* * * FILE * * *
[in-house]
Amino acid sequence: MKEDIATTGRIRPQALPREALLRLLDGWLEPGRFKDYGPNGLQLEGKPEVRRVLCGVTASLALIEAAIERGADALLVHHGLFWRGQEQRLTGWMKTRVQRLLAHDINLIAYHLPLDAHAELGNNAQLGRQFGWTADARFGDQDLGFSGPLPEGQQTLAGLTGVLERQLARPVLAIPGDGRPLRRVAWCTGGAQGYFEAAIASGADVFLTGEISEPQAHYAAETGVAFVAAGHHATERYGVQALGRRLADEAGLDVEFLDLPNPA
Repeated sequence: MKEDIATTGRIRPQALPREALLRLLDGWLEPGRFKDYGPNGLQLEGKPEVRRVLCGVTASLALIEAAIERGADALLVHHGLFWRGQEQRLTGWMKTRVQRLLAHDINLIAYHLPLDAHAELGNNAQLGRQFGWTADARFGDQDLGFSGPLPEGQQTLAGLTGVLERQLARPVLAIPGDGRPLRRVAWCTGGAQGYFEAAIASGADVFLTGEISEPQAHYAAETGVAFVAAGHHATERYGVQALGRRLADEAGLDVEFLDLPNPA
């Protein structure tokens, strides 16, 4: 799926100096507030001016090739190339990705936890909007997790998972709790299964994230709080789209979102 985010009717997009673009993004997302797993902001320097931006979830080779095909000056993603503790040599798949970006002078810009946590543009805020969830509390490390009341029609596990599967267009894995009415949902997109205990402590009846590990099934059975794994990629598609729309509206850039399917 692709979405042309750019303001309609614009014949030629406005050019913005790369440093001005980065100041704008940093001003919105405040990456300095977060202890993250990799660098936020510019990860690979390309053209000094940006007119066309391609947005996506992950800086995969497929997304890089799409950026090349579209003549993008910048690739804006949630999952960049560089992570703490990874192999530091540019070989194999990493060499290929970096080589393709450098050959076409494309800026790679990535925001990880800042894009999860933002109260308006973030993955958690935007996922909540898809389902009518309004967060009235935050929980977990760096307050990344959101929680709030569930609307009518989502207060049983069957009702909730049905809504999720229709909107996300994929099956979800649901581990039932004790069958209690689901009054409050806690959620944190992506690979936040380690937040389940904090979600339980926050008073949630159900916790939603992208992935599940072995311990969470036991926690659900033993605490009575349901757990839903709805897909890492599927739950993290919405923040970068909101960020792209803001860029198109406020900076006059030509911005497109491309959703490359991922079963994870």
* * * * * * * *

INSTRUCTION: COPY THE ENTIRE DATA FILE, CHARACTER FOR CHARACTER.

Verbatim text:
[in-house]
Amino acid sequence: MKEDIATTGRIRPQALPREALLRLLDGWLEPGRFKDYGPNGLQLEGKPEVRRVLCGVTASLALIEAAIERGADALLVHHGLFWRGQEQRLTGWMKTRVQRLLAHDINLIAYHLPLDAHAELGNNAQLGRQFGWTADARFGDQDLGFSGPLPEGQQTLAGLTGVLERQLARPVLAIPGDGRPLRRVAWCTGGAQGYFEAAIASGADVFLTGEISEPQAHYAAETGVAFVAAGHHATERYGVQALGRRLADEAGLDVEFLDLPNPA
Repeated sequence: MKEDIATTGRIRPQALPREALLRLLDGWLEPGRFKDYGPNGLQLEGKPEVRRVLCGVTASLALIEAAIERGADALLVHHGLFWRGQEQRLTGWMKTRVQRLLAHDINLIAYHLPLDAHAELGNNAQLGRQFGWTADARFGDQDLGFSGPLPEGQQTLAGLTGVLERQLARPVLAIPGDGRPLRRVAWCTGGAQGYFEAAIASGADVFLTGEISEPQAHYAAETGVAFVAAGHHATERYGVQALGRRLADEAGLDVEFLDLPNPA
């Protein structure tokens, strides 16, 4: 799926100096507030001016090739190339990705936890909007997790998972709790299964994230709080789209979102 985010009717997009673009993004997302797993902001320097931006979830080779095909000056993603503790040599798949970006002078810009946590543009805020969830509390490390009341029609596990599967267009894995009415949902997109205990402590009846590990099934059975794994990629598609729309509206850039399917 692709979405042309750019303001309609614009014949030629406005050019913005790369440093001005980065100041704008940093001003919105405040990456300095977060202890993250990799660098936020510019990860690979390309053209000094940006007119066309391609947005996506992950800086995969497929997304890089799409950026090349579209003549993008910048690739804006949630999952960049560089992570703490990874192999530091540019070989194999990493060499290929970096080589393709450098050959076409494309800026790679990535925001990880800042894009999860933002109260308006973030993955958690935007996922909540898809389902009518309004967060009235935050929980977990760096307050990344959101929680709030569930609307009518989502207060049983069957009702909730049905809504999720229709909107996300994929099956979800649901581990039932004790069958209690689901009054409050806690959620944190992506690979936040380690937040389940904090979600339980926050008073949630159900916790939603992208992935599940072995311990969470036991926690659900033993605490009575349901757990839903709805897909890492599927739950993290919405923040970068909101960020792209803001860029198109406020900076006059030509911005497109491309959703490359991922079963994870």